I think MS EE part time should be doable, if you take the professional route. Take a plan for coursework only MS or a MS with coursework and a project. Don't do the thesis.

Last edited: Mar 14, 2012
5. Mar 14, 2012

### Physics_UG

I have thought abut this and hve some credits that will transfer into the program. I'm just not sure I am interested in pure EE anymore and want to do something that helps people directly, but also has physics involved.

6. Mar 14, 2012

### EricVT

I think most CAMPEP accredited programs will have some sort of research component. It may not be a thesis-based degree but some research will almost certainly be expected.

And there is some monotony in medical physics as well. I would say the majority of us really enjoy our jobs but no one could deny that some parts of what we do are repetitive.

If you are interested in clinical work then don't forget about the two-year residency requirement following completion of graduate school.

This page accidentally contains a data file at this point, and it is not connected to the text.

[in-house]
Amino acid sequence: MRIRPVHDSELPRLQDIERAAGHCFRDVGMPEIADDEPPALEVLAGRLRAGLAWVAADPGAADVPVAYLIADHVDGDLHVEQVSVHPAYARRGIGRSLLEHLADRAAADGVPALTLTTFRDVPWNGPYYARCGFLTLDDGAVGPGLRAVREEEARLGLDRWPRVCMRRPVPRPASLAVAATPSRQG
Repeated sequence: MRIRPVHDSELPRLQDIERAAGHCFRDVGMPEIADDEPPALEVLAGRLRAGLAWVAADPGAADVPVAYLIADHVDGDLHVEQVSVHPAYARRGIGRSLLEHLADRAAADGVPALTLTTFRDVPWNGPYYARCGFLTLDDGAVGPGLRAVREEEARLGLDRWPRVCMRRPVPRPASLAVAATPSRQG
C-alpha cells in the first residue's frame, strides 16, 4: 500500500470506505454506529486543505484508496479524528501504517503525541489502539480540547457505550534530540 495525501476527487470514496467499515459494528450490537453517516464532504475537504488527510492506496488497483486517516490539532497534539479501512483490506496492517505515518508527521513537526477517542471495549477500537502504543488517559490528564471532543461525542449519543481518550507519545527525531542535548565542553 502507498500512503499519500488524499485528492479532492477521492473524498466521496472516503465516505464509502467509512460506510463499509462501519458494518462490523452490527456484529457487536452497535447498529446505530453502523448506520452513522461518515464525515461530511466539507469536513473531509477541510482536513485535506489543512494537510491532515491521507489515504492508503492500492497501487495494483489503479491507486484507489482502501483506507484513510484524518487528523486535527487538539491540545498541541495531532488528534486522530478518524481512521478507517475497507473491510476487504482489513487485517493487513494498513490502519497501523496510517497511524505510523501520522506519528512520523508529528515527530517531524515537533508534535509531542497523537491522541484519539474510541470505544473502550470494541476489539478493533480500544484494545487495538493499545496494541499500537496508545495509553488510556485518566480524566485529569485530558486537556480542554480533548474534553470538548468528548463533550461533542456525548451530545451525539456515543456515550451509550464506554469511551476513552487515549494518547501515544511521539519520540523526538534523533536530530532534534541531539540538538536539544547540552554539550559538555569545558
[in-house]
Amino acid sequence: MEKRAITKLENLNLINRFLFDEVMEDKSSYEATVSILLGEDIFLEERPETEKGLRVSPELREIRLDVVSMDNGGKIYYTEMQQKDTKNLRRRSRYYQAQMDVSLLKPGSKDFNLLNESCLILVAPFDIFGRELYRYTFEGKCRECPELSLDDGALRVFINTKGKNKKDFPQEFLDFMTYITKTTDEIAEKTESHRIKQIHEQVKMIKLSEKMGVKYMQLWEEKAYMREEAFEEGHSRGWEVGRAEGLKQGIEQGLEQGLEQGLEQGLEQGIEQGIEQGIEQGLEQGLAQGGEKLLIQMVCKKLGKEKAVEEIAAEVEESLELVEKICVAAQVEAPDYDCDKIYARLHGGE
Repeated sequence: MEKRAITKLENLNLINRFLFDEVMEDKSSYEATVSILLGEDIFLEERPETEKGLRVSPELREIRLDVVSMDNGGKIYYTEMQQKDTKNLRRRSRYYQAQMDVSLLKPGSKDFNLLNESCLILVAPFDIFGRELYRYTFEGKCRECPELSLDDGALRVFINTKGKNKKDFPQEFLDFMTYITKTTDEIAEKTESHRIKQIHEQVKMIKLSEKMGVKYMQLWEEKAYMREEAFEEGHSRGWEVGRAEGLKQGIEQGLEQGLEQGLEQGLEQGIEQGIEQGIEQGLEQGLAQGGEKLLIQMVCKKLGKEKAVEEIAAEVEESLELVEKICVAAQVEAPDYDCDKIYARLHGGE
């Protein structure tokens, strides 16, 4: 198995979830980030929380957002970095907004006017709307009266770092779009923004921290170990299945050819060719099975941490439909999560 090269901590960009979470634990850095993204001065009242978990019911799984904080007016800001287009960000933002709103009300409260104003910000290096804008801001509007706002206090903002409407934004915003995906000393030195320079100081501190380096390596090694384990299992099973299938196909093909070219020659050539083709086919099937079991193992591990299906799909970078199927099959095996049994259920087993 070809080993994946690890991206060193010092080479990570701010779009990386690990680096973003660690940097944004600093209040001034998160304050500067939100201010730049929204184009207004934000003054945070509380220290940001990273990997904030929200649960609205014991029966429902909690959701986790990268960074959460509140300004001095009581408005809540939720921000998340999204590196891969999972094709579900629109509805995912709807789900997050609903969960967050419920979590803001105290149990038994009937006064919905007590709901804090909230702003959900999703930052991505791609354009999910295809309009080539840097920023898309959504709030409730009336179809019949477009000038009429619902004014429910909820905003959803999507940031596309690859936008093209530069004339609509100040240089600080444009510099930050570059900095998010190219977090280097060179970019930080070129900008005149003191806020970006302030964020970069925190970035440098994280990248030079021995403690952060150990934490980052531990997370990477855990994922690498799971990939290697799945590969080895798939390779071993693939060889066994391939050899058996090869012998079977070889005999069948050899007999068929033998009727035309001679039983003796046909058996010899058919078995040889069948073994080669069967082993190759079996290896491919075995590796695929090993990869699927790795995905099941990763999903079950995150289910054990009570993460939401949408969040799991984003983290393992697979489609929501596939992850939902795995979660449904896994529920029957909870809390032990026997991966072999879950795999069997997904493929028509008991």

7. Mar 14, 2012

### Physics_UG

Also, I am grossly underpaid at my current job. I have received 2 offers in the past 2 months for better paying jobs but both jobs ended up falling through, unfortunately.

8. Mar 14, 2012

### Pyrrhus

Another important question, when will this MS Medical Physics start paying off? Can you go with increased debt, just because?

9. Mar 14, 2012

### Choppy

Why not aim for one of the programs that supports its students rather than take on debt? Often medical physics students will have opportunities for support through part-time clinical QA positions. So those are worth factoring into the equation, but do your research. They aren't always guaranteed.

It doesn't sound like a completely baseless fear. Have you job-shadowed a medical physicist? Have you visited a medical physics graduate program and spoken with the professors and students? Have you attended any medical physics seminars? These kinds of things will help you to get a good idea of what a medical physicist does and whether it might be the right kind of fit for you.

Assuming that you:
1. Successfully complete the program.
2. Are successful in obtaining a residency.
3. Successfully complete the residency.
5. Get hired as a full-time medical physicist in a competative market.